SS Goodleigh (1928)

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History
Name
  • Goodleigh (1928–37)
  • Christoph Van Doornum (1937–39)
  • Empire Commerce (1939–40)
Owner
  • Dulverton Steamship Co Ltd (1928–37)
  • Reunert & Co GmbH (1937–39)
  • Canadian Government (1939)
  • Ministry of War Transport (1939–40)
Operator
  • Dulverton Steamship Co Ltd (1928–37)
  • Fisser & Van Doornum (1937–39)
  • H Chisholm & Co Ltd (1939–40)
Port of registry
  • United Kingdom London (1928–37)
  • Nazi Germany Hamburg (1937–39)
  • United Kingdom London (1939–40)
BuilderJ L Thompson & Sons Ltd
Launched1928
CompletedMarch 1928
Out of service9 June 1940
Identification
  • Code Letters LBHC (1928–34)
  • ICS Lima.svgICS Bravo.svgICS Hotel.svgICS Charlie.svg
  • Code Letters GNQB (1934–37)
  • ICS Golf.svgICS November.svgICS Quebec.svgICS Bravo.svg
  • Code Letters DJVA (1937–39)
  • ICS Delta.svgICS Juliet.svgICS Victor.svgICS Alpha.svg
  • Code Letters GLVA (1939–40)
  • ICS Golf.svgICS Lima.svgICS Victor.svgICS Alpha.svg
  • United Kingdom Official Number 160368 (1928–37, 1939–40)
FateStruck a mine and beached
General characteristics
Class and typeCargo ship
Tonnage
  • 3,845 GRT (Goodleigh)
  • 3,751 GRT (Christoph Van Doornum)
  • 3,857 GRT (Empire Commerce)
  • 2,323 NRT (Goodleigh)
  • 2,240 NRT (Christoph Van Doornum)
  • 2,302 NRT (Empire Commerce)
Length360 ft 0 in (109.73 m)
Beam50 ft 0 in (15.24 m)
Depth23 ft 9 in (7.24 m)
Installed powerTriple expansion steam engine
PropulsionScrew propellor

Goodleigh was a 3,857 GRT cargo ship that was built in 1928 by J L Thompson & Sons Ltd, Sunderland for the Dulverton Steamship Company. In 1937 she was sold to Fisser & Van Doornum, Emden and was renamed Christian Van Doornum. She was in port in Canada when war was declared between the United Kingdom and Germany. She was seized as a war prize and passed to the Ministry of War Transport (MoWT). Renamed Empire Commerce, she served until 9 June 1940 when she struck a mine off Margate, Kent. She was beached and her cargo was salvaged, but Empire Commerce was deemed a constructive total loss and was scrapped in situ. She was the first Empire ship lost through enemy action in the Second World War.

Description[edit]

The ship was built by J L Thompson Ltd, Sunderland. She was launched in 1928,[1] and completed in March of that year.[2]

The ship was 360 feet 0 inches (109.73 m) long, with a beam of 50 feet 0 inches (15.24 m) and a depth of 23 feet 9 inches (7.24 m). She had a GRT of 3,845 and a NRT of 2,323.[2]

The ship was propelled by a triple expansion steam engine, which had cylinders of 24 inches (61 cm), 40 inches (100 cm) and 66 inches (170 cm) diameter by 45 inches (110 cm) stroke. The engine was built by J Dickinson & Sons Ltd, Sunderland.[2]

History[edit]

Goodleigh was built for the Dulverton Steamship Co Ltd. Her port of registry was London. The United Kingdom Official Number 160368 and Code Letters LBHC were allocated.[2] In 1934, her Code Letters were changed to GNQB.[3]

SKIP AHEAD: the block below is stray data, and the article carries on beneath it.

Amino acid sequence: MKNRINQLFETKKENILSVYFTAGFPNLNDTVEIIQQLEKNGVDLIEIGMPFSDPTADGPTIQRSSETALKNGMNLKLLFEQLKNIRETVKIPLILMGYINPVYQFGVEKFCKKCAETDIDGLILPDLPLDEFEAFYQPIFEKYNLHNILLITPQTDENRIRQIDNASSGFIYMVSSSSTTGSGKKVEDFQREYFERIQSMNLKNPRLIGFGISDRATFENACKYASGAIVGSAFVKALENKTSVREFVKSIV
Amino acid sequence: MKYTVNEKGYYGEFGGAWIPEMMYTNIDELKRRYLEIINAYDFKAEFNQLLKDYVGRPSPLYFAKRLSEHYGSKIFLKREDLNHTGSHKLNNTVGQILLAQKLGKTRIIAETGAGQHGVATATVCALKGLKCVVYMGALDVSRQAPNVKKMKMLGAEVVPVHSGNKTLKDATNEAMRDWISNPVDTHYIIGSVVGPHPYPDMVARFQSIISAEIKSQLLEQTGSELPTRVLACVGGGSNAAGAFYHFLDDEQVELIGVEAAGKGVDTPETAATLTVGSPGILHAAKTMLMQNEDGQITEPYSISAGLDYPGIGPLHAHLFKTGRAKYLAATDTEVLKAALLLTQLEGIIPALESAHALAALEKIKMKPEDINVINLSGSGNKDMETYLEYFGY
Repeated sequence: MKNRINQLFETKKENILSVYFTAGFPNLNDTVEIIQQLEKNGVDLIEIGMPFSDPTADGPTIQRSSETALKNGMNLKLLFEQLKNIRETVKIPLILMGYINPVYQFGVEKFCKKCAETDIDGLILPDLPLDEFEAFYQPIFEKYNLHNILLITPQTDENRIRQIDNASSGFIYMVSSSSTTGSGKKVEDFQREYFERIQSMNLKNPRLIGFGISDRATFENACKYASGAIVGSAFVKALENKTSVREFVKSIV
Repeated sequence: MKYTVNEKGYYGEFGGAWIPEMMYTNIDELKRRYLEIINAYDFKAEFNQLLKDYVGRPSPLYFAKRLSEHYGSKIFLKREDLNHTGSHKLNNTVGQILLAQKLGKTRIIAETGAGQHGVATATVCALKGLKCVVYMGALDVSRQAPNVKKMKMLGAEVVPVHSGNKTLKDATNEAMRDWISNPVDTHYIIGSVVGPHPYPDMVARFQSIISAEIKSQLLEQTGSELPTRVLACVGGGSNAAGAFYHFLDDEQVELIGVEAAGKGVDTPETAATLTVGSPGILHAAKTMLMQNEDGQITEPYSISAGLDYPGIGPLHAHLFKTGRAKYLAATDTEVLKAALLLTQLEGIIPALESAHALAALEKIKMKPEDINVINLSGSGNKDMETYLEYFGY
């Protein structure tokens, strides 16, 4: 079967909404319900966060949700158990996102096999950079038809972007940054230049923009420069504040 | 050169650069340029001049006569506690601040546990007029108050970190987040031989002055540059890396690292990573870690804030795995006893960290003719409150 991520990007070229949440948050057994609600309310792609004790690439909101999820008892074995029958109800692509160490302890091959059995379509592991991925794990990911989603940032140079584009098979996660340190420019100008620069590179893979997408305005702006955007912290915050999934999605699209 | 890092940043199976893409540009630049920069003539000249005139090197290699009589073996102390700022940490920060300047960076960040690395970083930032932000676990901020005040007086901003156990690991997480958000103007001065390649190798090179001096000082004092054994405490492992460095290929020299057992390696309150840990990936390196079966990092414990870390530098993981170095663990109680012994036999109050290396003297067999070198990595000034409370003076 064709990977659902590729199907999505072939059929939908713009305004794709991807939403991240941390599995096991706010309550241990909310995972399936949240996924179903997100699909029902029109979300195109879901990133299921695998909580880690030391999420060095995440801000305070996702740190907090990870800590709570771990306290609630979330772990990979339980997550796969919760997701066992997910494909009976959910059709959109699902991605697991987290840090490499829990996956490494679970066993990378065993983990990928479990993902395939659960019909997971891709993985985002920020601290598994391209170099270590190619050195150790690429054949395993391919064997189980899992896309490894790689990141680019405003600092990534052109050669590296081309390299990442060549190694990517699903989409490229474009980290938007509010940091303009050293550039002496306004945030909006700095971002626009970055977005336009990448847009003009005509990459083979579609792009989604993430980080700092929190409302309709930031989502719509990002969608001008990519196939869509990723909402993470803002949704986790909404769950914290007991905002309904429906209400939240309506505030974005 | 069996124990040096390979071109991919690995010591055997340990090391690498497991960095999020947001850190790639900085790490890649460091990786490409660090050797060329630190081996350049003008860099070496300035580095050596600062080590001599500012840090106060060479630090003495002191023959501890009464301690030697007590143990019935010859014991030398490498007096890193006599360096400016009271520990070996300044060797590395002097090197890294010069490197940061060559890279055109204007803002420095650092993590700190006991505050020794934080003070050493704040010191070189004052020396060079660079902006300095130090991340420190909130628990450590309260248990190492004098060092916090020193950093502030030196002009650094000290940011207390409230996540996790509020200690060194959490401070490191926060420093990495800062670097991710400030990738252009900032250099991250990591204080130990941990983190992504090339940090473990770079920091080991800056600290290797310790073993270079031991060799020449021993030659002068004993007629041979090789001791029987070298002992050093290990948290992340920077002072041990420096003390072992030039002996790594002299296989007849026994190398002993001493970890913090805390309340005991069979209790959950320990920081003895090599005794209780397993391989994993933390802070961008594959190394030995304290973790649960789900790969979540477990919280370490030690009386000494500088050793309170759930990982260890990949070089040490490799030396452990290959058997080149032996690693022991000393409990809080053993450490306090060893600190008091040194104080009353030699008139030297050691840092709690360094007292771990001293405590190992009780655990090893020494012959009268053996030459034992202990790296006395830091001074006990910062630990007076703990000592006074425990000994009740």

In 1937,[1] Goodleigh was sold to Reunert & Co GmbH and was renamed Christoph Van Doornum. She was placed under the management of Fisser & Van Doornum,[4] Emden.[1] Her port of registry was changed to Hamburg and the Code Letters DJVA were allocated. She was now listed as 3,741 GRT, 2,240 NRT.[4] On 4 September 1939, Christoph Van Doornum was in port at Botwood, Newfoundland. War was declared between the United Kingdom and Germany and the ship was seized by the Canadian authorities.[1] The actual arrest of the ship being carried out by the town's Sheriff. This may have been the first act of war during the Second World War on the continent of North America.[5]

Christoph Van Doornum was declared a war prize. She was passed to the MoWT and renamed Empire Commerce.[1] She was placed under the management of H Chisholm & Co Ltd. Her port of registry was changed to London and the Code Letters GLVJ were allocated. She was reallocated the United Kingdom Official Number 160368. Empire Commerce was now listed as 3,857 GRT, 2,302 NRT.[6] On 9 June 1940, Empire Commerce struck a mine off Margate, Kent and was severely damaged. She was beached on the Mucking Sands where her cargo of woodpulp was discharged.[1] The engine room was severely damaged. Greaser Maurice Holden escaped from the engine room, but then realised that the engineer was trapped, went back in and rescued him. For his bravery, Holden was awarded a British Empire Medal.[7] Empire Commerce was declared a constructive total loss and was scrapped in situ. She was the first Empire ship to be lost through enemy action.[1]

References[edit]

  1. ^ a b c d e f g Mitchell, W H, and Sawyer, L A (1995). The Empire Ships. London, New York, Hamburg, Hong Kong: Lloyd's of London Press Ltd. ISBN 1-85044-275-4.
  2. ^ a b c d "LLOYD'S REGISTER, NAVIRES A VAPEUR ET A MOTEURS" (PDF). Plimsoll Ship Data. Retrieved 14 May 2010.
  3. ^ "LLOYD'S REGISTER, NAVIRES A VAPEUR ET A MOTEURS" (PDF). Plimsoll Ship Data. Retrieved 14 May 2010.
  4. ^ a b "LLOYD'S REGISTER, NAVIRES A VAPEUR ET A MOTEURS" (PDF). Plimsoll Ship Data. Retrieved 14 May 2010.
  5. ^ "Botwood: History of an Airport". Virtual Museum Canada. Archived from the original on 16 January 2013. Retrieved 14 May 2010.
  6. ^ "LLOYD'S REGISTER, STEAMERS & MOTORSHIPS" (PDF). Plimsoll Ship Data. Retrieved 14 May 2010.
  7. ^ "No. 34921". The London Gazette (Supplement). 13 August 1940. pp. 4999–5000.

External links[edit]